Risk Analysis

An Exposure Assessment for Methylmercury from Seafood for Consumers in the United States

Journal Article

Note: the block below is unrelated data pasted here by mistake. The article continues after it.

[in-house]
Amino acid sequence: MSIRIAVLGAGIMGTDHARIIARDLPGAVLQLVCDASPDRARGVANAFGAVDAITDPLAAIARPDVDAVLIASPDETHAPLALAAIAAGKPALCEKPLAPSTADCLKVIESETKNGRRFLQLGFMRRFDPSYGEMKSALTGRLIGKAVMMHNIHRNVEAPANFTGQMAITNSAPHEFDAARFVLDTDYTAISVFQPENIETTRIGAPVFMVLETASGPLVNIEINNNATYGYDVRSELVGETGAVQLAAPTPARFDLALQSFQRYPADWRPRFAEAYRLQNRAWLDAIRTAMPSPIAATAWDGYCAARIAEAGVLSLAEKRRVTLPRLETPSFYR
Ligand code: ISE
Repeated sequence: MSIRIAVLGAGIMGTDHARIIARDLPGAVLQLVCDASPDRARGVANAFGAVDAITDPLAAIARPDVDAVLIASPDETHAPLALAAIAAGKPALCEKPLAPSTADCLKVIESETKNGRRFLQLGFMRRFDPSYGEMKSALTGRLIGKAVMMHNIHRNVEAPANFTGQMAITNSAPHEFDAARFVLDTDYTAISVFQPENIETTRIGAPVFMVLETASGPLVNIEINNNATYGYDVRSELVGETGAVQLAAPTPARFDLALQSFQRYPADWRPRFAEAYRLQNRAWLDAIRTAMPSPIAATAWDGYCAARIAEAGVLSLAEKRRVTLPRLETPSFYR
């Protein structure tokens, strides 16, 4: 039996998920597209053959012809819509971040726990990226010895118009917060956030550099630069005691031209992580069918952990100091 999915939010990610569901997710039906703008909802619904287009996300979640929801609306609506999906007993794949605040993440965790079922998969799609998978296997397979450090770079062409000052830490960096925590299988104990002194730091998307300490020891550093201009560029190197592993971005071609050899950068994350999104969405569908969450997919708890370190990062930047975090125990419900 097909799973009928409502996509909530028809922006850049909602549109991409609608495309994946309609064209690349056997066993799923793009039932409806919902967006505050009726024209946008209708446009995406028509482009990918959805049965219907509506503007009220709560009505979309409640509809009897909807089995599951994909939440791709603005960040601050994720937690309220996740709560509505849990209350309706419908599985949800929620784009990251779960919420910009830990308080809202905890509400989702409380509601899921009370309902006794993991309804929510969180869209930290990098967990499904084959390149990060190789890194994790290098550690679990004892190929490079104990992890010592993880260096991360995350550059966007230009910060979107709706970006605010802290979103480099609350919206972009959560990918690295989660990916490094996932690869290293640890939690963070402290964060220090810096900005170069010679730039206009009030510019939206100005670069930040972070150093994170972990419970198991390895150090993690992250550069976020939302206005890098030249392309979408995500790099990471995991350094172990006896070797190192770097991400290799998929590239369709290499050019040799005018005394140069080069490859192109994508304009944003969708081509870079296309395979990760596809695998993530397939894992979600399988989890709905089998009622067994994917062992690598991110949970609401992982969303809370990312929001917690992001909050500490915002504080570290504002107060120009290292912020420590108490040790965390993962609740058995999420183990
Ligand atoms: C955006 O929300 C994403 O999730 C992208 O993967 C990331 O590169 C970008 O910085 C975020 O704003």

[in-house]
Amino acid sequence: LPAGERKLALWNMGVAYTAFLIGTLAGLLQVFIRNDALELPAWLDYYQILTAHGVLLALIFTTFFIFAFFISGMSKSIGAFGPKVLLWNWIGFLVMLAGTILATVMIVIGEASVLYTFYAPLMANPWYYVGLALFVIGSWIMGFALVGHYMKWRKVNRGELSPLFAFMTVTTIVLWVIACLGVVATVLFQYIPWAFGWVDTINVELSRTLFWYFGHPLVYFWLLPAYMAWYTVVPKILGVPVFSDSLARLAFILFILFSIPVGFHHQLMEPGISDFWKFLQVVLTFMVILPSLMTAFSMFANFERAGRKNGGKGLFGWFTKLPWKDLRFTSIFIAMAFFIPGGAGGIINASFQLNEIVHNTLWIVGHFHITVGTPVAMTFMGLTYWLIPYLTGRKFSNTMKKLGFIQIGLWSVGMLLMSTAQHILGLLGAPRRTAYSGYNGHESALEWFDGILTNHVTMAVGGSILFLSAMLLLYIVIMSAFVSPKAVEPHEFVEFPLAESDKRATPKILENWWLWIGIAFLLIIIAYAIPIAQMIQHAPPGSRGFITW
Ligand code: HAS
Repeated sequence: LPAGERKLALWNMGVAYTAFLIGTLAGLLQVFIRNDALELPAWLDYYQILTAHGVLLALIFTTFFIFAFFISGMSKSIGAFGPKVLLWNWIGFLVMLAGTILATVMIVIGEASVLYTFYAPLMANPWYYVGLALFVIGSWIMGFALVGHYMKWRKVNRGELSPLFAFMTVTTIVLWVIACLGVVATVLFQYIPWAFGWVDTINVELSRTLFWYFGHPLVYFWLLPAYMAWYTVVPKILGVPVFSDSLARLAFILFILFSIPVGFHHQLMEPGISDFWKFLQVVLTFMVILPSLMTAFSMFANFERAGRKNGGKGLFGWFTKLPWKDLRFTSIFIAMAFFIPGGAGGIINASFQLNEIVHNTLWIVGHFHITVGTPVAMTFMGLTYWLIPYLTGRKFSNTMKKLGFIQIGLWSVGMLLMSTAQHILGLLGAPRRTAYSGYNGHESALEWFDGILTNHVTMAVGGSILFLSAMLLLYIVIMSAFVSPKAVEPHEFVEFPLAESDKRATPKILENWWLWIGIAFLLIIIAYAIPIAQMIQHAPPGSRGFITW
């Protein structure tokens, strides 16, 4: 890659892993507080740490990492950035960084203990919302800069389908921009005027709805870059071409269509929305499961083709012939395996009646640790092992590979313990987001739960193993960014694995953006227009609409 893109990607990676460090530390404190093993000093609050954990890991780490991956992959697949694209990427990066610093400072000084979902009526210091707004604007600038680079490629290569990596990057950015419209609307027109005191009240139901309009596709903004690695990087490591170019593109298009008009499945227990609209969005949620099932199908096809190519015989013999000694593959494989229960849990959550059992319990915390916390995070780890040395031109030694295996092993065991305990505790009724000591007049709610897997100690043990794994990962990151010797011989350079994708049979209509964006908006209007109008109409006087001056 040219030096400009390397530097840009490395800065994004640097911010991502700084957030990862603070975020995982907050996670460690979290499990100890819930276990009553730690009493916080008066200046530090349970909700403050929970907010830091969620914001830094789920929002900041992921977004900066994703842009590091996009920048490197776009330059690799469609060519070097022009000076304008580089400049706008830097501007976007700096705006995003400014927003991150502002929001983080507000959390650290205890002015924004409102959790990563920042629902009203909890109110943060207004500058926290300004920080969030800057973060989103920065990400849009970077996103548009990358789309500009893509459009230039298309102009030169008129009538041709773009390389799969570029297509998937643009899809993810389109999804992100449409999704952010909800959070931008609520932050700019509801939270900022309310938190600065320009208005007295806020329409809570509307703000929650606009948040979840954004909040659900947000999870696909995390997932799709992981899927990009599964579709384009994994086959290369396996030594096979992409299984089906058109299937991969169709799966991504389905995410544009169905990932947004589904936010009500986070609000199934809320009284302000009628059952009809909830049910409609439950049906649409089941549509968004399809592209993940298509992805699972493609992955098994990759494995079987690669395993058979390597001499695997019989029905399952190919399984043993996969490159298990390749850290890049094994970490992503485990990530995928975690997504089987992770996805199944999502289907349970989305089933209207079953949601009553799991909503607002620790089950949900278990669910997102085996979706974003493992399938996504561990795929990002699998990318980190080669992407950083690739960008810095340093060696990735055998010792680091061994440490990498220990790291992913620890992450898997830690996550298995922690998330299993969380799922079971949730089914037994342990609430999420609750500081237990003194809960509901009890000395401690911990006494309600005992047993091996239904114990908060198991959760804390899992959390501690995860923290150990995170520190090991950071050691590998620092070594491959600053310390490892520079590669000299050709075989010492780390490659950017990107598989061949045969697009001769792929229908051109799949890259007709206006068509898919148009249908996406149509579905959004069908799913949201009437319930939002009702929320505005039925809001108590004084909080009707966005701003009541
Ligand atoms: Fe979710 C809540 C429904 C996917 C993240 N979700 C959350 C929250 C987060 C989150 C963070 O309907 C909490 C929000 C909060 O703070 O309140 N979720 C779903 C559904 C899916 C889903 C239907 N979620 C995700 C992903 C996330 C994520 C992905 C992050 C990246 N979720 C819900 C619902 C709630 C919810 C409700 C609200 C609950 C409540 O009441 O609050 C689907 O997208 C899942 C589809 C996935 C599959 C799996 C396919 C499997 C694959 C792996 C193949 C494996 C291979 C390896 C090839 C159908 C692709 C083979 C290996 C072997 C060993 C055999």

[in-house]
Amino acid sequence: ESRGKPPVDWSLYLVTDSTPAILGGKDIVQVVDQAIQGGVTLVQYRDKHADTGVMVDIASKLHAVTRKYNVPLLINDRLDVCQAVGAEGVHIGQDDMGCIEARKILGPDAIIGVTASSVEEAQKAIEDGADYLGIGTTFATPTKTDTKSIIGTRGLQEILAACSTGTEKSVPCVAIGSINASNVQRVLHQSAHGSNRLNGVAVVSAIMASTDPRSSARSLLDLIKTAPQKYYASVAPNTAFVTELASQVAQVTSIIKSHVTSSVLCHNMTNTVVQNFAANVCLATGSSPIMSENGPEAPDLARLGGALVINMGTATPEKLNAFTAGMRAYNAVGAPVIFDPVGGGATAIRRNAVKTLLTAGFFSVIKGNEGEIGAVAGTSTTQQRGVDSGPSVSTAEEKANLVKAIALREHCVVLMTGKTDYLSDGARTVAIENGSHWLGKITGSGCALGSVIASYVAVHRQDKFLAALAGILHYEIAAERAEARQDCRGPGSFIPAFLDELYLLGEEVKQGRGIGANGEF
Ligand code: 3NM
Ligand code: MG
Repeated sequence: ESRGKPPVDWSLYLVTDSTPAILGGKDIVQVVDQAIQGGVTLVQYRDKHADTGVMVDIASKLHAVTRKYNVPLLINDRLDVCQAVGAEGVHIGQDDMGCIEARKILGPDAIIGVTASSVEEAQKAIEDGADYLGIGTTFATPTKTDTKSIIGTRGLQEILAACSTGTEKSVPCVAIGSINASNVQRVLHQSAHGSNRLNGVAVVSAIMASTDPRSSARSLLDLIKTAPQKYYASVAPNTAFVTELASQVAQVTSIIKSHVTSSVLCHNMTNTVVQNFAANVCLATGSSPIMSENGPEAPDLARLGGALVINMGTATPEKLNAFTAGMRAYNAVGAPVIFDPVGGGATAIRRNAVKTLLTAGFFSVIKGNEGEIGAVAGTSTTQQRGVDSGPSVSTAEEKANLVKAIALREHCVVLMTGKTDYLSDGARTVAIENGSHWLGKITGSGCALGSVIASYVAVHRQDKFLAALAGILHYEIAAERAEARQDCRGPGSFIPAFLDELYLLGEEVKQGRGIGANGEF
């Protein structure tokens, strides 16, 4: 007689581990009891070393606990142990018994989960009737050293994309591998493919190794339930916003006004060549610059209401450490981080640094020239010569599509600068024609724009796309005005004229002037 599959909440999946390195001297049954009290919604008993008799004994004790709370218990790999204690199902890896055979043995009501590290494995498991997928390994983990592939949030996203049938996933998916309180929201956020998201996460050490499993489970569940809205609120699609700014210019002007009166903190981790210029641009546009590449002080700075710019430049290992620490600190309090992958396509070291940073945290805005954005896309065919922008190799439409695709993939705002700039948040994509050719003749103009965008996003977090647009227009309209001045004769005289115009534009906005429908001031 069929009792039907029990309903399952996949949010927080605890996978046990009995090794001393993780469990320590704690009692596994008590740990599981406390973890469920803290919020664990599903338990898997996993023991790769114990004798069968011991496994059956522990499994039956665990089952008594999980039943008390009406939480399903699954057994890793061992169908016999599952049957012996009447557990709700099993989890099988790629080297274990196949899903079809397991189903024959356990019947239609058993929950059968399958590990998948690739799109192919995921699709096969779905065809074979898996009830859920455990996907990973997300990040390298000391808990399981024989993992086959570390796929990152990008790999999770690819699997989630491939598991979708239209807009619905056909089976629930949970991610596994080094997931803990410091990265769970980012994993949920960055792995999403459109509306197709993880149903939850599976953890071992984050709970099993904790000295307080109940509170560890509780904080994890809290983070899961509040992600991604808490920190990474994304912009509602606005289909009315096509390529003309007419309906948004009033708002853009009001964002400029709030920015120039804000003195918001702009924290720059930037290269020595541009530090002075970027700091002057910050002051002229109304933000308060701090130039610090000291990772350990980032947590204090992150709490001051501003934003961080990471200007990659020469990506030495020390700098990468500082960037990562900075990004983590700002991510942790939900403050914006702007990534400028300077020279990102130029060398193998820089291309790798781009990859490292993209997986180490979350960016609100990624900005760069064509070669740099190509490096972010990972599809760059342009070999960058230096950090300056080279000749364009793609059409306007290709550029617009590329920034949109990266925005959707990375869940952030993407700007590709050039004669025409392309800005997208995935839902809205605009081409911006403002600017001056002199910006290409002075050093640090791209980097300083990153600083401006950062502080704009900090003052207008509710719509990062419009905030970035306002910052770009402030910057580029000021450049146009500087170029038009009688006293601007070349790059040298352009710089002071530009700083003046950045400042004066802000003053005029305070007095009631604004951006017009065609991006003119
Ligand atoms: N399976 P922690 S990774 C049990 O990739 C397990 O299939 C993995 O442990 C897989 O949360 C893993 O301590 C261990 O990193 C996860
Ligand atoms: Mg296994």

An exposure model was developed to relate seafood consumption to levels of methylmercury (reported as mercury) in blood and hair in the U.S. population, and two subpopulations defined as children aged 2–5 and women aged 18–45. Seafood consumption was initially modeled using short‐term (three‐day) U.S.‐consumption surveys that recorded the amount of fish eaten per meal. Since longer exposure periods include more eaters with a lower daily mean intake, the consumption distribution was adjusted by broadening the distribution to include more eaters and reducing the distribution mean to keep total population intake constant. The estimate for the total number of eaters was based on long‐term purchase diaries. Levels of mercury in canned tuna, swordfish, and shark were based on FDA survey data. The distribution of mercury levels in other species was based on reported mean levels, with the frequency of consumption of each species based on market share. The shape distribution for the given mean was based on the range of variation encountered among shark, tuna, and swordfish. These distributions were integrated with a simulation that estimated average daily intake over a 360‐day period, with 10,000 simulated individuals and 1,000 uncertainty iterations. The results of this simulation were then used as an input to a second simulation that modeled levels of mercury in blood and hair. The relationship between dietary intake and blood mercury in a population was modeled from data obtained from a 90‐day study with controlled seafood intake. The relationship between blood and hair mercury in a population was modeled from data obtained from several sources. The biomarker simulation employed 2,000 simulated individuals and 1,000 uncertainty iterations. These results were then compared to the recent National Health and Nutrition Examination Survey (NHANES) that tabulated blood and hair mercury levels in a cross‐section of the U.S. population. The output of the model and NHANES results were similar for both children and adult women, with predicted mercury biomarker concentrations within a factor of two or less of NHANES biomarker results. However, the model tended to underpredict blood levels for women and overpredict blood and hair levels for children.

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